You’re starting a hydroponic farm.
We couldn’t be happier to hear it!
Distributed food production on a local level brings stability to our food system, better profit and freedom to farmers, and higher quality food to producers and direct to consumers.
That being said, we want to see the transition for those scaling up to a commercial operation to go as smoothly as possible, and that means removing obstacles that keep farmers from starting up their farms. One such obstacle is the problem of badly matched equipment.
A variety of equipment exists for small, innovative farmers. Unfortunately, many beginning farmers choose equipment that doesn’t suit their needs, their growing environment, or their business model.
This problem is easy to solve with some careful consideration and planning- and that is exactly what we are here for.
The principles here are based on a ZipGrow™ hydroponic system and should be helpful to most small modern day farmers in controlled environment agriculture. They can often be applied to other techniques such as DWC, NFT, and Dutch buckets.
Before you purchase a commercial system, make sure you’ve selected the best option by asking, What will the system components weigh?
Carefully consider the weight of system components – especially those that you’ll be moving or working with on a daily basis.
How heavy are the rafts or towers – including when they’re full of water?
How do they compare with other options? In terms of crop selection- what does your market need?
Will your greenhouse workers or farmers need to be exceptionally strong?
What are the physical demands of my laborers? Will they be bending over regularly or not?
What other physical or stamina requirements will the system require of your laborers?
Having to bend over all day or not makes a BIG difference in labor conditions.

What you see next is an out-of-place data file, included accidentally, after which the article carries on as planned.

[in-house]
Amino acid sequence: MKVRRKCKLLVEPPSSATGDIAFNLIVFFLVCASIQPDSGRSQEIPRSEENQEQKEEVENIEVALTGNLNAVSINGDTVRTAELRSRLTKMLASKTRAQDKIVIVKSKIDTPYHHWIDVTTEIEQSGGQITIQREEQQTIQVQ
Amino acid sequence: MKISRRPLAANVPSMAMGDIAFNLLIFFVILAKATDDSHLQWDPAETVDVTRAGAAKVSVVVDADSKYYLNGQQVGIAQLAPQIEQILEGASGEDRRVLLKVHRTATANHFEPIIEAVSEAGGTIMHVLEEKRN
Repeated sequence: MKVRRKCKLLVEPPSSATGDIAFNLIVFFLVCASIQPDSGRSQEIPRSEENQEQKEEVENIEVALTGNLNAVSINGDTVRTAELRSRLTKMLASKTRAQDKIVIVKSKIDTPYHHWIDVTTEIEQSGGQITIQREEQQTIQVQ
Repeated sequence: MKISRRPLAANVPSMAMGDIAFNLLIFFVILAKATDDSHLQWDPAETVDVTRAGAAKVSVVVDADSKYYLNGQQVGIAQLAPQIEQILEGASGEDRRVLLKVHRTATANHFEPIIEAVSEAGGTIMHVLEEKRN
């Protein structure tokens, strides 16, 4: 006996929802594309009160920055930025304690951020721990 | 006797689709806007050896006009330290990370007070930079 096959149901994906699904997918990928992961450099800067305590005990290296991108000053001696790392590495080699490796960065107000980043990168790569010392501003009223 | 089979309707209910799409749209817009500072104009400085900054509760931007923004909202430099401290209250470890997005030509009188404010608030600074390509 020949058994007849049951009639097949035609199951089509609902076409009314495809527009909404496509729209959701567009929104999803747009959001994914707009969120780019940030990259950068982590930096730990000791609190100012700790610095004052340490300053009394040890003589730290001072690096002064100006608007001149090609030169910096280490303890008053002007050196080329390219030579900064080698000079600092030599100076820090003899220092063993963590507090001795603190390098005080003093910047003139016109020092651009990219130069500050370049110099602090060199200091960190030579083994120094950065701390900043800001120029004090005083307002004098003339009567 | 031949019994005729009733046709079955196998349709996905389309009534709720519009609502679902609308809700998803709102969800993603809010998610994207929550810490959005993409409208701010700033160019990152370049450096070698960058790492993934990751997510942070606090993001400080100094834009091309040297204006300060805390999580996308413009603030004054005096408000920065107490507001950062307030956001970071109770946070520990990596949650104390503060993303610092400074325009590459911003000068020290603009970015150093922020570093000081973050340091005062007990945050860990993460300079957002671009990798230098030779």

The more physical requirements your system demands of your labor, the harder time you’ll have finding – and maintaining – steady employees.
Is the system easy to use?
When you’re spending hours each day working with a system, it’s important that it be easy to use.
In a small system, difficulties remain small. When you go commercial, every difficulty is magnified.
You could stack rafts fifteen feet high to maximize your production – but will you need to be an acrobat (or more realistically, a forklift – scissor lift) to access those upper levels?
Will you have to roll an entire section out of the way to perform maintenance?
Think critically about how your system will be used.
What will my labor costs be?
And, more importantly, how is the system actively working to reduce them?
Systems may appear to grow a large number of plants, but that can come with a high labor price.
Labor represents 80% of conventional production costs. Look for technology and equipment that reduces this.
Complete systems and turnkey hydroponic farms include the growing equipment, auto-dosing systems, CO2 enrichment, lights, support equipment, plumbing, installation, support/consulting, and more. They come with all the plant production equipment you need to immediately start growing as efficiently as possible.